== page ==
Constellation Software (TSX:CSU) is arguably the best investment of all time. In 2006, shares were priced at $20. Today, they’re above $1,500. A $15,000 investment would have become $1.2 million in just 14 years.
Few businesses can match this rise, even other tech darlings. For most of the past decade, Constellation was a faster rising stock than Amazon, now the largest publicly traded company in the world.
But here’s the thing: Constellation is still only worth $33 billion. The days of growth are not over. If you didn’t get in on this incredible stock at the start, now is your chance to correct that mistake.
This is special
The same things that made Constellation such a good investment over the past 14 years will fuel its continued rise. The secret weapon is at the core of how the company structures its business.
As its name suggests, this stock is a software company. But it’s not just any software. Constellation focuses exclusively on niche products that enable mission-critical business processes. Let’s break that strategy down.
Niche products sound unattractive. Wouldn’t that limit the size of the opportunity? Yes, but it also limits competition. By going niche, Constellation ensures that its customers have very few alternatives to choose from. In some cases, there isn’t a single competing product. Even if customers wanted to switch, they couldn’t.
Mission-critical products, meanwhile, are exactly what they sound like. They allow customers to execute their most important functions. This makes it dangerous to tinker with, as botched results could have a calamitous effect on the business. Even when times are tough, customers are nervous to ditch these products.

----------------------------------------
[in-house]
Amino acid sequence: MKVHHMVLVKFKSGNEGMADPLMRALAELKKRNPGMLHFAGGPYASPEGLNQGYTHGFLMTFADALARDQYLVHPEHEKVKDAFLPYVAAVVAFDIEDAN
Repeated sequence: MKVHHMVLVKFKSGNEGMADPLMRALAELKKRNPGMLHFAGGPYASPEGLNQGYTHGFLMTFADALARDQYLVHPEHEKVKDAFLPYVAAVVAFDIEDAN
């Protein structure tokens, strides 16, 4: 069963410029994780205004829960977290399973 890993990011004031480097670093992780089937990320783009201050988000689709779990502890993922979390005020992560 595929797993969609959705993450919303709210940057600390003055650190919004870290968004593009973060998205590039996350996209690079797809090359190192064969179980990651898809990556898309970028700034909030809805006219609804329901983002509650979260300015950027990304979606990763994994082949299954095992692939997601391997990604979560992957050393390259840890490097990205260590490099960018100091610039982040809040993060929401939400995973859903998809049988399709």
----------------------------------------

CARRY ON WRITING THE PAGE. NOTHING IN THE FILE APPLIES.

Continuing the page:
For these reasons, Constellation commands extreme pricing power over its customer base. Additionally, it regularly posts industry-leading contract renewal rates. These factors help it generate annual returns on capital in excess of 30% year after year.
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Should you buy Constellation stock?
There’s no doubt that CSU stock is expensive. But sometimes, you get what you pay for.
Right now, shares trade at 6.9 times sales. That’s a premium versus its five-year trailing average of 5.4 times sales. But at any point over the past 14 years, even at its peak valuation, Constellation has been a buy. The growth and return profile of its business strategy is just too powerful to keep up with.
The best part is that this business is recession resistant. In fact, the worse the economy gets, the better this stock might do. That’s because a lot of its software is focused on automation. When times are good, companies invest in further automation causes. When times are bad, these investments are maintained in order to reduce labour costs.
Constellation stock isn’t cheap, but it’s a rare example of a long-term compounder that only needs to rinse and repeat its proven strategy. The return profile will likely experience diminishing marginal returns in the decade to come, but with a price tag of only $33 billion, there should be plenty of growth still ahead.
If you’re nervous about the economy but want to remain invested in high-growth stocks, this company should top your buy list.
This article represents the opinion of the writer, who may disagree with the “official” recommendation position of a Motley Fool premium service or advisor. We’re Motley! Questioning an investing thesis — even one of our own — helps us all think critically about investing and make decisions that help us become smarter, happier, and richer, so we sometimes publish articles that may not be in line with recommendations, rankings or other content.
John Mackey, CEO of Whole Foods Market, an Amazon subsidiary, is a member of The Motley Fool’s board of directors. David Gardner owns shares of Amazon. The Motley Fool owns shares of and recommends Amazon and Constellation Software and recommends the following options: short January 2022 $1940 calls on Amazon and long January 2022 $1920 calls on Amazon. Fool contributor Ryan Vanzo has no position in any stocks mentioned.